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Device does not return correct Win32_ComputerSystem PCSystemType property in WinPE OSD RRS feed

  • Question

  • I have been using a vbscript to name our computers during OSD for the past couple years. I'm trying to modify it now to take some user error out of the process - currently it prompts the user to enter PC or LT and then the company's asset tag - some users can't get the PC or LT right and thus negate our GPOs for laptops and PCs after the computer is imaged.

    I have modified the script to query Win32_ComputerSystem and get the PCSystemType property and prefix the asset tag entered by the user with PC or LT based on the property result. It appeared to be working fine until I came across a particular laptop model - a Toshiba Tecra R950. When the laptop finishes imaging, a WMI query for PCSystemType returns a "2" for Mobile. However, when I boot up on our SCCM WinPE disk to begin the imaging process and query for PCSystemType it returns a "1" for Desktop and subsequently gets named as a PC by my script.

    Does WMI get this information from the BIOS? Is there a way I can modify it so it gives the correct PCSystemType during WinPE boot?

    • Changed type Yog Li Tuesday, December 25, 2012 10:33 AM
    Thursday, December 6, 2012 3:43 PM

Answers

  • Toshiba...  well, there's your problem.  :-)  I have had a lot of problems with their inconsistencies for BIOS settings and hardware data.  WMI get the information supplied by the vendor for those classes so your info is only as good as what they give you.  I don't think Toshiba provides any way have changing this information.

     

    However, with the PCSystemType property, I see a lot of inconsistency with many manufacturers and a lot of people don't rely on this property to solve the 'desktop or laptop problem'.

     

    The most accurate way to determine the form factor of the computer is to leverage the Win32_SystemEnclosure ChassisTypes array, but this can get complicated since what you consider a 'laptop' might be one of several things depending on what the manufacturer set (there might be a couple ChassisTypes that you would want as a LT).  Luckily, there is already a script that shows you everything you would need to leverage this method here:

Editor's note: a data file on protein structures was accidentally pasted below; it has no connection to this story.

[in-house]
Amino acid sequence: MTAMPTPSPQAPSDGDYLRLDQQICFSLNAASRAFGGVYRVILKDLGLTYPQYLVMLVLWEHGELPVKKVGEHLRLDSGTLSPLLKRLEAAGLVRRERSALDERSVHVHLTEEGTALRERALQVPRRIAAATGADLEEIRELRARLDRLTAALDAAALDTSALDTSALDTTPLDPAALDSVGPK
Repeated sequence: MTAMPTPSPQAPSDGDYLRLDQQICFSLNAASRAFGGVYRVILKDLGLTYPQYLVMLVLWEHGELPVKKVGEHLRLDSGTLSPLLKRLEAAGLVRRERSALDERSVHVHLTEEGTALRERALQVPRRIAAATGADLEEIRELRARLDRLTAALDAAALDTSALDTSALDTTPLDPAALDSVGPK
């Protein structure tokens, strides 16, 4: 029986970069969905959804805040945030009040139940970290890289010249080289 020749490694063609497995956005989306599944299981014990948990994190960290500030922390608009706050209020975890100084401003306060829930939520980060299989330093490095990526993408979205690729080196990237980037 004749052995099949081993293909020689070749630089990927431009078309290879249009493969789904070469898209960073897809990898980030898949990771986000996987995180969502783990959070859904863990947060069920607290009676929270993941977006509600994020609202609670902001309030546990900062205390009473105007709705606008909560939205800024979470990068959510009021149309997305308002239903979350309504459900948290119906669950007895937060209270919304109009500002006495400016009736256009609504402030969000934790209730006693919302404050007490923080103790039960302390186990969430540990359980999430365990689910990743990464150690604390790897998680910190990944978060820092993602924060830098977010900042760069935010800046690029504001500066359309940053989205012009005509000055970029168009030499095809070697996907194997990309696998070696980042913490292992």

http://blogs.technet.com/b/heyscriptingguy/archive/2004/09/21/how-can-i-determine-if-a-computer-is-a-laptop-or-a-desktop-machine.aspx

     

    But, I think the simplest way to do this is simply look at the memory type - if it has SODIMM's, it is going to be a laptop/tablet and everything else is a desktop.

    http://social.technet.microsoft.com/Forums/en-US/winserverGP/thread/ec760cf4-891a-412c-8886-f4c2528c325e/

    If you want a desktop go for:
    Select * from Win32_PhysicalMemory where FormFactor != 12

    If you want a laptop go for:
    Select * from Win32_PhysicalMemory where FormFactor = 12

     

    A lot of people check to see if there is a battery present, but many laptops allow you to remove the battery and run from the power cord or dock, and that can lead to them reporting no battery.

    Select * from Win32_Battery

    Or, you could keep going with the PCSystemType property in general and just hard-code an exception in your script for your Tecra's model name comes up in the Win32_ComputerSystem's Model property.

     

    I hope that helps!

     

    Nash


    Nash Pherson, Senior Systems Consultant
    http://www.nowmicro.com - http://myitforum.com/myitforumwp/author/npherson
    <-- If this post was helpful, please click "Vote as Helpful".


    • Edited by NPherson Thursday, December 6, 2012 4:12 PM